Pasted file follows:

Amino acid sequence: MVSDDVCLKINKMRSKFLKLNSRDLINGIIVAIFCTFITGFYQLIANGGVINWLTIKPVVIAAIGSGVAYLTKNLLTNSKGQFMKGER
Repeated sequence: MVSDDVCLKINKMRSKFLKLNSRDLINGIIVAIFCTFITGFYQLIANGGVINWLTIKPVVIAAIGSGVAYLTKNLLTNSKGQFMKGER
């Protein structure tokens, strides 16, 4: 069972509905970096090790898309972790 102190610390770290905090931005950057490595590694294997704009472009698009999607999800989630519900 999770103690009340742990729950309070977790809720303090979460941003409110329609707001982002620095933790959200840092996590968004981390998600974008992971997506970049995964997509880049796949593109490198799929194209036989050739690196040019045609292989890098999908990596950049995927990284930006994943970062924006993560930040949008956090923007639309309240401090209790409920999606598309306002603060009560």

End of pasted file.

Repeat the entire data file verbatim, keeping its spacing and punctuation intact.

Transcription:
Amino acid sequence: MVSDDVCLKINKMRSKFLKLNSRDLINGIIVAIFCTFITGFYQLIANGGVINWLTIKPVVIAAIGSGVAYLTKNLLTNSKGQFMKGER
Repeated sequence: MVSDDVCLKINKMRSKFLKLNSRDLINGIIVAIFCTFITGFYQLIANGGVINWLTIKPVVIAAIGSGVAYLTKNLLTNSKGQFMKGER
């Protein structure tokens, strides 16, 4: 069972509905970096090790898309972790 102190610390770290905090931005950057490595590694294997704009472009698009999607999800989630519900 999770103690009340742990729950309070977790809720303090979460941003409110329609707001982002620095933790959200840092996590968004981390998600974008992971997506970049995964997509880049796949593109490198799929194209036989050739690196040019045609292989890098999908990596950049995927990284930006994943970062924006993560930040949008956090923007639309309240401090209790409920999606598309306002603060009560």